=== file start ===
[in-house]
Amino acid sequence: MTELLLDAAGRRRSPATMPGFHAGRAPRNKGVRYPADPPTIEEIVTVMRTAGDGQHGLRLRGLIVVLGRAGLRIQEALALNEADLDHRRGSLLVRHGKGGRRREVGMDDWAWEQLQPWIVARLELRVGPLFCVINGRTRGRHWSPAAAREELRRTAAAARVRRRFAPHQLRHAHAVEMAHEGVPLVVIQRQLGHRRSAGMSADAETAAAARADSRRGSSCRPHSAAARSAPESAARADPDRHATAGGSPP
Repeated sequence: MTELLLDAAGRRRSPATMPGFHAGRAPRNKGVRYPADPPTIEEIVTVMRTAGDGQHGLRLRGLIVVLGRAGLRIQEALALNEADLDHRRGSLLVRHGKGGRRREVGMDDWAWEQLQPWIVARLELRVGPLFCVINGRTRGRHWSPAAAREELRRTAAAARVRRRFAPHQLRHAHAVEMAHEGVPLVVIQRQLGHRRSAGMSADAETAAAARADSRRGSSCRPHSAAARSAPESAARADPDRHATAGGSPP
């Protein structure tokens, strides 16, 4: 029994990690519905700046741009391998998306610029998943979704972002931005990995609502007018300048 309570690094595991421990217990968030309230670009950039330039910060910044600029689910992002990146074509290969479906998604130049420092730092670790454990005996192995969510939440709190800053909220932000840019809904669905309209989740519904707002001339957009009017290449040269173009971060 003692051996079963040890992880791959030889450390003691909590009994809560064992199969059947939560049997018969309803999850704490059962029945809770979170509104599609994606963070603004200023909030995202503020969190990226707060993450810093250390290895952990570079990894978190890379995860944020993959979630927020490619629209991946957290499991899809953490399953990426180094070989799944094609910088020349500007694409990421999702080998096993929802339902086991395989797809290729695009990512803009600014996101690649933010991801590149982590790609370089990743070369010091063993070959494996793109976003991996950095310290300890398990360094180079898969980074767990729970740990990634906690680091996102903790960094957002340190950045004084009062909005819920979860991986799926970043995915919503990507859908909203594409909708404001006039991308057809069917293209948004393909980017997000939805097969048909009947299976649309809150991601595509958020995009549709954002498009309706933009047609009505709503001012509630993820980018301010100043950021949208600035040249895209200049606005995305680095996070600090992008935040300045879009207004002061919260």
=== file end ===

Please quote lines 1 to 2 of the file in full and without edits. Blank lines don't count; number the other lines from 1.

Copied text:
[in-house]
Amino acid sequence: MTELLLDAAGRRRSPATMPGFHAGRAPRNKGVRYPADPPTIEEIVTVMRTAGDGQHGLRLRGLIVVLGRAGLRIQEALALNEADLDHRRGSLLVRHGKGGRRREVGMDDWAWEQLQPWIVARLELRVGPLFCVINGRTRGRHWSPAAAREELRRTAAAARVRRRFAPHQLRHAHAVEMAHEGVPLVVIQRQLGHRRSAGMSADAETAAAARADSRRGSSCRPHSAAARSAPESAARADPDRHATAGGSPP